Entirely coincidentally, four books I’ve read in the last few weeks have featured wars that never were. I didn’t plan it that way. 2 were review copies that I was sent, each based on an interesting promise. The other 2 were books by authors that I admire, so I purchased copies of their latest work. Here then are my review of 4 stories of wars that never were.
Absynthe by Brendan Bellecourt
The premise of Absynthe reads like steampunk meets The Great Gatsby. A roaring 20s SciFi novel, featuring an unrecognizable geopolitical map, airships, sentient automata, and peculiar mind-altering bacteria.
In the world of Absynthe, the US is besieged by enemies. Canada, France, and the United Kingdom are all allied against the US in a battle for the fabric of society. The novel is set post World War I; sort of. There are obviously very many differences between Bellecourt’s world and the real-world timeline. Not least of which is why does the US stand alone?
This all becomes apparent during the novel. Absynthe features spells and speakeasies; it has a Cthulhu feel but without the monsters in the deep. Instead, we have altered realities that are reminiscent of The Matrix. The book has some stunning set-pieces and I think it would transfer to screen very well.
The plot is extremely twisty-turny, as you might expect for a novel filled with characters who can mess with people’s perceptions. It’s a little ponderous in places. Nevertheless, an intriguing cast of heroes, a great premise, and a truly dastardly villain make Absynthe worth a look.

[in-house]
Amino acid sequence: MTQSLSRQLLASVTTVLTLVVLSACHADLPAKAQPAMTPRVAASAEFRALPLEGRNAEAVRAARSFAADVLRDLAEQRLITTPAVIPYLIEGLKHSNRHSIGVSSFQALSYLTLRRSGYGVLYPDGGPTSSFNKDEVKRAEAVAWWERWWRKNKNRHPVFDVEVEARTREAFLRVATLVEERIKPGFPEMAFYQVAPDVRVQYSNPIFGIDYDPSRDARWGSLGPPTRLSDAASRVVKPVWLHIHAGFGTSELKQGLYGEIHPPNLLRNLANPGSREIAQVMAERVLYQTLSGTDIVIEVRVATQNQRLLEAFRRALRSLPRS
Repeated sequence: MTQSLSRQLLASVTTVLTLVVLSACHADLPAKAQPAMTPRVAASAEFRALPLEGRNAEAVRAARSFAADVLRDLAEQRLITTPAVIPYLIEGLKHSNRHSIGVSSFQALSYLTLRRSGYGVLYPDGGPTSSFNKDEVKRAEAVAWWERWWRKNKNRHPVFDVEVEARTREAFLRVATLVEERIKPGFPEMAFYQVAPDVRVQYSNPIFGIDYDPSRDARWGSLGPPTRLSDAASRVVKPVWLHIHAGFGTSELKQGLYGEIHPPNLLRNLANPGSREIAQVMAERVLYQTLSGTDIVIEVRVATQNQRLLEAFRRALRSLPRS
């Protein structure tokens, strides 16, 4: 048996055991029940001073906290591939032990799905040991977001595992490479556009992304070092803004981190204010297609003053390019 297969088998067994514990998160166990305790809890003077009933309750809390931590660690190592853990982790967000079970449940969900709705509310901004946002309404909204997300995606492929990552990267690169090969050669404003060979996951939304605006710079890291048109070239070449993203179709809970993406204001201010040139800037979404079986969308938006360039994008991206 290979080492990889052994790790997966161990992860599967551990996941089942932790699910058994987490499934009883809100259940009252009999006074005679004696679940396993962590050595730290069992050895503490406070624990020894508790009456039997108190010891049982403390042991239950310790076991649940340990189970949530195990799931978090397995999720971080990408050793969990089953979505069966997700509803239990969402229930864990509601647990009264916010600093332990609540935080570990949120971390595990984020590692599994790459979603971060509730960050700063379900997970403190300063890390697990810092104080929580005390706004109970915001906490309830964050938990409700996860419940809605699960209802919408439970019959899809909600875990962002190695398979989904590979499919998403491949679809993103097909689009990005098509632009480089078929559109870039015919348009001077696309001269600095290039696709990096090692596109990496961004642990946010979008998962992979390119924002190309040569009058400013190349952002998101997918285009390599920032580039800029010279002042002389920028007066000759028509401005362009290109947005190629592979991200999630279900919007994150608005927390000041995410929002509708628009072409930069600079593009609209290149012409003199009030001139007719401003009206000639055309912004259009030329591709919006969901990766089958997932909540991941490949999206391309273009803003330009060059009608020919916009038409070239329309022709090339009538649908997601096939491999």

You Feel it Just Below the Ribs by Jeff Cranor and Janina Matthewson
You Feel it Just Below the Ribs is set during and after yet another fictional WWI. In this case, the war didn’t finish in 1918. Instead, it dragged on, eventually engulfing the entire world.
The book is presented as being a manuscript from an underground publisher. They claim that the narrator is unreliable, yet wanted to bring the story into the reader’s hands. It’s the autobiography of Miriam, who was a young girl at the start of the “The Great Reckoning;” a huge sprawling war that covered the globe and decimated its population.
Miriam is recounting her life. Her survival during The Great Reckoning and her place in the world as it tried to recover in the apocalyptic aftermath.
I’m not going to lie, I found this book slow at times. It’s an in-depth autobiography of a life, though tumultuous, that was also often quite dull. Or at least as told by our narrator. That does not mean this is not a powerful novel. You Feel it Just Below the Ribs has a neat device at its center that in turn enables it to pose its central philosophical conundrum.
Miriam learns a relaxation technique that enables her to manipulate and even erase memories to help alleviate suffering. This begins a chain of events that brings about a radical rethink about the nature of family. In a curious inversion of “Those who forget the past are doomed to repeat it,” society tries to erase memories of trauma from the inhabitants of the globe. The aim is to build a society where the population does not remember the ills done against it, in the hope it will reduce the possibility of conflict.